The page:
Work-life balance and COVID-19: How women make it work
For many women, balancing career and family priorities is a constant challenge. But a global pandemic has pushed us all to become more creative about how we approach work-life balance. We asked seven women in leadership at TD to each share a glimpse into how they are juggling priorities during this unprecedented time.
The COVID-19 pandemic has pushed us into all kinds of challenges — mental, physical and logistical — as we try to maintain normal lives in an extremely abnormal time period. Women in particular may be suffering the most from the reverberations of the lockdown as moms often bare the brunt of household responsibilities and societal expectations. It’s forced many women onto an even more precarious tightwire as they balance professional careers and family commitments of all kinds. Suddenly there is no physical distinction between office life and home life — unless you make rules that work for you. And if a woman needs a minute for her own health and happiness lest everything that depends on her unravel … who has a minute?
While no one’s situation is the same, everyone can appreciate how others grapple with 2020 and bring new order to their lives. Here, we asked six women in leadership at TD to talk about their situations and share at least one thing they’re doing that’s helping them power through this time period.
Vice President and Senior Portfolio Manager, Private Investment Counsel, TD Wealth
I am married and have two daughters, one 14 years old and the other almost six years old. I have been working from home since March. My workday is spent in front of my laptop and in remote meetings with my clients. I am grateful that I’m able to work remotely and that my family and friends are healthy and safe. And because my use of technology has increased monumentally, I feel very cool around my kids now.
My life hacks
It took some growing pains to find an ideal "work from home" environment. In the early days, I set up shop at my kitchen table and my hubby took the den. The result? Constant interruptions, me yelling at everyone, and I couldn't socially-distance from the fridge! So, I relocated to our basement suite. Now, it's like I'm really "going to work." I pack my lunch, make a much shorter "commute" downstairs and, with kids in school, everything's more manageable. When I see my family at the end of the day, we're all happier. Plus, with more family time, we are catching up on all the good movies and shows!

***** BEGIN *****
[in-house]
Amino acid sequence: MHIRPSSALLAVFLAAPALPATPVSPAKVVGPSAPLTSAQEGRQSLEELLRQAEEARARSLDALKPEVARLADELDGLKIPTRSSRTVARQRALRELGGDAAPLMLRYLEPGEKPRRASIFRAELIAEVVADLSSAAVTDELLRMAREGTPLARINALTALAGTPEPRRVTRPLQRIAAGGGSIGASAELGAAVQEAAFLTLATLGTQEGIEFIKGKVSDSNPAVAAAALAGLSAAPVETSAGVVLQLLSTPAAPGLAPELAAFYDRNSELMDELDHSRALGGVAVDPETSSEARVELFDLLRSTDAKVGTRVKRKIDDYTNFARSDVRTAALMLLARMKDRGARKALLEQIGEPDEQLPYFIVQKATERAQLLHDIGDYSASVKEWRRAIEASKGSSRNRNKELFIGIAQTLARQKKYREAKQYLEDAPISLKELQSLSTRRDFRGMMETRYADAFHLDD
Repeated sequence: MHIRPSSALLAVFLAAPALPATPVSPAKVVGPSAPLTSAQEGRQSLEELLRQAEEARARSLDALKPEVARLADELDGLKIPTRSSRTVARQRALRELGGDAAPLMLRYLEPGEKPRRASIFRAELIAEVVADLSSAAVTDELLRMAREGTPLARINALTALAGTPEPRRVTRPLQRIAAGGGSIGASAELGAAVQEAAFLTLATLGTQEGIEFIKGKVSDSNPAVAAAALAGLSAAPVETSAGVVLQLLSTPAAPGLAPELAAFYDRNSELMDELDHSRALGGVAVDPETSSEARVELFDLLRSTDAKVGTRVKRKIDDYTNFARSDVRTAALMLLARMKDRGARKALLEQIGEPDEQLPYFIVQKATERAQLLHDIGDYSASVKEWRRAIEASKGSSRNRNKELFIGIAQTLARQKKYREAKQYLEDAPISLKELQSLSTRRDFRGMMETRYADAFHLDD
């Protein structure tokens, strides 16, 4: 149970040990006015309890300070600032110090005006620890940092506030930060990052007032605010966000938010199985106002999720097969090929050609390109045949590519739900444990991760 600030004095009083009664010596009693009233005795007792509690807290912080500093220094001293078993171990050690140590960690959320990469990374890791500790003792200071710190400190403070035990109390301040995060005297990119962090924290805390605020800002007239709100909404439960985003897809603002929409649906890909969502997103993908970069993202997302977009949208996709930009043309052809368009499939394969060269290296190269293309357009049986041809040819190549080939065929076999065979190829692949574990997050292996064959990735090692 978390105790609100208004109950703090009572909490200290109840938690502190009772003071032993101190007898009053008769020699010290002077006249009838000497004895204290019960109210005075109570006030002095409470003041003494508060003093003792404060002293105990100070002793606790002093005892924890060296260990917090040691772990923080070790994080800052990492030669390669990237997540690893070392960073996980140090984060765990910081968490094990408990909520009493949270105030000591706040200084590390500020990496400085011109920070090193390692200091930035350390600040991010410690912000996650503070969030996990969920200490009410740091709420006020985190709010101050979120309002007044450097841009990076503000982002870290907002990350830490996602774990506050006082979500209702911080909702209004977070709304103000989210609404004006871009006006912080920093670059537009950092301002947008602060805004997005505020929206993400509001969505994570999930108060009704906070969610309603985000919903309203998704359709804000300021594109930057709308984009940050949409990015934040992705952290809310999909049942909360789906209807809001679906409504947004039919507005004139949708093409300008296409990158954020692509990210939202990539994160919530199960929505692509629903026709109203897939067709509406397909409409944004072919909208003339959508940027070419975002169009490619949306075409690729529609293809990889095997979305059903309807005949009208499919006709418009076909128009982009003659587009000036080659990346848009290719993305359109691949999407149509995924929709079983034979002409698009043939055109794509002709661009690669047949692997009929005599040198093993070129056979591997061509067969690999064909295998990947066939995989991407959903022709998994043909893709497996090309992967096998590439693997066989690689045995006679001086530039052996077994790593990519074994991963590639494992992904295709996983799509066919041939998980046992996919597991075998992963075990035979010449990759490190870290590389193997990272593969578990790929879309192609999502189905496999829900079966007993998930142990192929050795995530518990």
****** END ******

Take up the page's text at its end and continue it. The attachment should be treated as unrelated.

Vice President, Colleague Experience & Customer Advice, Canadian Personal Banking, TD Bank
I live in Burlington, Ont., where I'm married to Aaron and mum to Lily, a very energetic three-year-old. Both of us are working full-time from home which is challenging to balance. My husband ended up taking five months off to look after Lily full-time until she went back to school in September. There have been some positives from this situation: With no commute, we have more Lily time and a slower and simpler home life.
My life hacks
It's OK to not be OK some days. Some things that have helped: No meetings before 8:30 am (Lily time!), lunch breaks with my hubby, and planning and cooking fresh meals with music every night with Lily. We're also binge-watching lots of great TV over the weekend.
Kim ParleeVice President, TD Wealth, Host of MoneyTalk on BNN Bloomberg
I live in Toronto. I'm a single mom of a busy 10-year-old boy, and I am broadcasting from home on my phone — every day! — and producing more digital content than I ever have before: I feel like I am "at one" with my phone. We are healthy, my extended family is healthy, and I am grateful for that.
My life hacks
My parents have been tutoring my son with math and reading online. It's been a great way for them to stay in touch and it's some of the best teaching he has ever had. I do 10 push-ups or sit-ups on the hour to keep things moving. I keep a lit aromatherapy candle by my desk — but my cat got too close and his tail got singed last week. My "black out time" is 2:45-3:30 pm each day when I take no meetings or calls so I can get my son from school. Yes, I have been known to send emails at midnight, but I make it clear no one is required to respond at that time.
Vice President, TD Asset Management and Executive Sponsor TD Women and Wealth, TD Wealth